I really like Ozu, so I feel a desire to respond to this. Off the top of my head, here are some thoughts:
>One of the things that makes Ozu so special and unique is the acting in his films. When I think about acting that is naturalistic and real, the performances in his films are at the top of the list (especially the child actors). Unfortunately, I’m not sure how I can make a case for this; a part of me feels like this is subjective—something you appreciate or you don’t—and if you don’t, I’m not sure if anything will help you see things differently. But that seems like throwing in the towel too early, so I don’t want to give up just yet. (But I’ll need time to think about this.)
>Perhaps related to the acting is the attitude of Ozu towards his characters. Imo, there is an unconditional, non-judgmental attitude towards the characters—almost as if the filmmaker (or the camera) is a god that is a loving parent of all the characters—one who sees and exposes the flaws, but in a way that is matter-of-fact. (I think I got this particular feeling mostly from Tokyo Story, but some of his other films might have this quality as well.) If his films don’t have this quality, most of the films convey the feeling that the filmmaker has a keen artistic sensibility towards the characters and scenes and this leads to subtly, nuance and poignancy. (Now, we should have some specific examples, but I can’t think of any right now. :(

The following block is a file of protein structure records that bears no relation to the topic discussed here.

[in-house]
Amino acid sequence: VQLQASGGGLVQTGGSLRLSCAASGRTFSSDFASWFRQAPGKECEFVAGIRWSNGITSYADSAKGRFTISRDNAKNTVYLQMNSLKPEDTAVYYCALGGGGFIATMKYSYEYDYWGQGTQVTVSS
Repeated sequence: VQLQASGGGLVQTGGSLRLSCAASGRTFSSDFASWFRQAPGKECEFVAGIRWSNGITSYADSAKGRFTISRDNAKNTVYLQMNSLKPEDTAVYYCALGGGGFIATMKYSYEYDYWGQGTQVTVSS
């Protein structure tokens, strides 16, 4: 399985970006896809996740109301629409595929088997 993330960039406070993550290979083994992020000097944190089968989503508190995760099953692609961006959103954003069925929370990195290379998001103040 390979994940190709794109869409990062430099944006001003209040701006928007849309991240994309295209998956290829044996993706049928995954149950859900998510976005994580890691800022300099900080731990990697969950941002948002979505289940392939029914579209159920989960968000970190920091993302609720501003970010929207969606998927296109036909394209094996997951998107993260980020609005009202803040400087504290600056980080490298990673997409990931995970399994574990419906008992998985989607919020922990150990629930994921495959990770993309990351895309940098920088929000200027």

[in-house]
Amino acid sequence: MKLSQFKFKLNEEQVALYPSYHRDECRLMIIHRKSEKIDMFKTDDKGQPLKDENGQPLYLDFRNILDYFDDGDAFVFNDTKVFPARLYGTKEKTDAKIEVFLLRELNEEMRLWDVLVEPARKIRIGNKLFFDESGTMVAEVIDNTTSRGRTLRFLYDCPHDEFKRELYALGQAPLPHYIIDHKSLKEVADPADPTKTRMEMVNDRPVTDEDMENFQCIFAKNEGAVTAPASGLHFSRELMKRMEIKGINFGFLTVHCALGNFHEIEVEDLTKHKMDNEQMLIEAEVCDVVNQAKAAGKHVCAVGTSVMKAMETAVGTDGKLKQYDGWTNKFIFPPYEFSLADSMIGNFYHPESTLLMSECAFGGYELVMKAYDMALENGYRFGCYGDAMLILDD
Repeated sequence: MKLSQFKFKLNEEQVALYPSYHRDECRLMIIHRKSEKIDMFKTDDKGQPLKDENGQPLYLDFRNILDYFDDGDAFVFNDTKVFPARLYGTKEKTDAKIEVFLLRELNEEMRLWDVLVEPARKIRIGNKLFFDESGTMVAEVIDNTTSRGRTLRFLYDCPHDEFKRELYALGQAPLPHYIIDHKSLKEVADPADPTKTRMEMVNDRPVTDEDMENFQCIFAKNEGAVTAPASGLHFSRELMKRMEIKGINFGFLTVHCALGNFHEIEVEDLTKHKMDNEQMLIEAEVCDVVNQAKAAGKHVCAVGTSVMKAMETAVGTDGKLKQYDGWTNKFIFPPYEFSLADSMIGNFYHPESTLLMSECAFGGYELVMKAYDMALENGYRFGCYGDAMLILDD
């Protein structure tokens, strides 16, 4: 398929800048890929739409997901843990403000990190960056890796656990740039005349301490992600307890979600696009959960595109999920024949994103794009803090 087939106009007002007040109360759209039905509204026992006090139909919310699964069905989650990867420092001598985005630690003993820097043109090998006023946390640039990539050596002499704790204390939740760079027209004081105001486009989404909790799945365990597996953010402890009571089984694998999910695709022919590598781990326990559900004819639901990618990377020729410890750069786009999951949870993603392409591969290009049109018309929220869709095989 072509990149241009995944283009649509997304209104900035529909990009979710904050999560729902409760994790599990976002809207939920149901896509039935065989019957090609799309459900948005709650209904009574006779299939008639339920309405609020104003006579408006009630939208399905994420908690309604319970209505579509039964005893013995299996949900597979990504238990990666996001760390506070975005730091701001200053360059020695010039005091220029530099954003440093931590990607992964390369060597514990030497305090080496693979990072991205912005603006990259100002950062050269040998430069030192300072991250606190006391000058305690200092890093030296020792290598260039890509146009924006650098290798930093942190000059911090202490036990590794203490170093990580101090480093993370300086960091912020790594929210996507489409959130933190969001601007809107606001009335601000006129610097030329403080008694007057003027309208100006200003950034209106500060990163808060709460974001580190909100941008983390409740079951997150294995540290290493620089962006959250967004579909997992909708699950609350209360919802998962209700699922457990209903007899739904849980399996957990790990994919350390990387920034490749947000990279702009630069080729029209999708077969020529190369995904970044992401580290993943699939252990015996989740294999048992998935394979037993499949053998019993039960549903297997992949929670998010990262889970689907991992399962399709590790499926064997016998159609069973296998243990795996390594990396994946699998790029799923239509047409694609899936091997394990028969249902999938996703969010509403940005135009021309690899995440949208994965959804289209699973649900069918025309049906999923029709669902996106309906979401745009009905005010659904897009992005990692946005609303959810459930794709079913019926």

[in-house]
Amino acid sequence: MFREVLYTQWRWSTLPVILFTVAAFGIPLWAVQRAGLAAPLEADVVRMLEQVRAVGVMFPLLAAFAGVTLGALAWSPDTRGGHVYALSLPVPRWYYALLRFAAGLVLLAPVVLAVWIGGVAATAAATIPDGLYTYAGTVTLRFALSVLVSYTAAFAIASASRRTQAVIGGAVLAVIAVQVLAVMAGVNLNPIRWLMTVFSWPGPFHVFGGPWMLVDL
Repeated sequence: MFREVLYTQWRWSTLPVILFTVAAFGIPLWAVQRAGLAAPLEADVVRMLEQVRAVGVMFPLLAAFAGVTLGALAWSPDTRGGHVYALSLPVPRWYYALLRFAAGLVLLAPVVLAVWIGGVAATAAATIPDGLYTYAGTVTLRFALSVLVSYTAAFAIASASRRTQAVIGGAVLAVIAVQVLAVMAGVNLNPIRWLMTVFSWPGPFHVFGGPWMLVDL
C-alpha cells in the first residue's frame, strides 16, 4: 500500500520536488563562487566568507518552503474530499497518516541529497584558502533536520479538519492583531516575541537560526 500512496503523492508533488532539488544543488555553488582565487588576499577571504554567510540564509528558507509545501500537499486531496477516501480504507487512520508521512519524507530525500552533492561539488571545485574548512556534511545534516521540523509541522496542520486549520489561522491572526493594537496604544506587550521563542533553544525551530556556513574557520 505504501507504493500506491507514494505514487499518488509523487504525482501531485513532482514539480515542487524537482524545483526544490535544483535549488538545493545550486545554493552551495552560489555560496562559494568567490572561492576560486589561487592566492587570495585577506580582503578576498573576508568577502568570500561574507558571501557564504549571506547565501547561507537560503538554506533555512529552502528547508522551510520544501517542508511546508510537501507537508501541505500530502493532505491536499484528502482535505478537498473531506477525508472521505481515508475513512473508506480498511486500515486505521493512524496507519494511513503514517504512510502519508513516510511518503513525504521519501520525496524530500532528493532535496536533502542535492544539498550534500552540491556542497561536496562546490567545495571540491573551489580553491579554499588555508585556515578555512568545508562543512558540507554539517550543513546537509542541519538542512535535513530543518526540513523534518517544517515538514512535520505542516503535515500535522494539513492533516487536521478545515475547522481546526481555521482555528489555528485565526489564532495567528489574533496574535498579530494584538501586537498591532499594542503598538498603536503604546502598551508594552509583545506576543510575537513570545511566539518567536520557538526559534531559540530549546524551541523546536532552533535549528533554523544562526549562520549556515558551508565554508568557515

Here’s what I mean by his artistic sensibility. His films are dramatic, but don’t cross over into soap opera. From what I remember, they’re not overly sentimental, either—although maybe I just don’t mind the sentimentality. (I’m curious to hear if others agree with this or not.) I think this takes formidable skill as a director.
>I think he has the ability to make the mundane interesting and poignant. I think writers like Chekhov and Munro—the realism and poignancy in the mundane. (Again, this probably isn’t helpful, but hopefully I can get to something more substantive. Actually, I’m pretty sure there will be others who can provide more substantial help.)
>I forgot. There’s probably a treasure trove of meaning if you analyze the mise-en-scene in his films. I’m pretty sure others can speak more informatively about this, and I actually look forward to reading some commentary about this.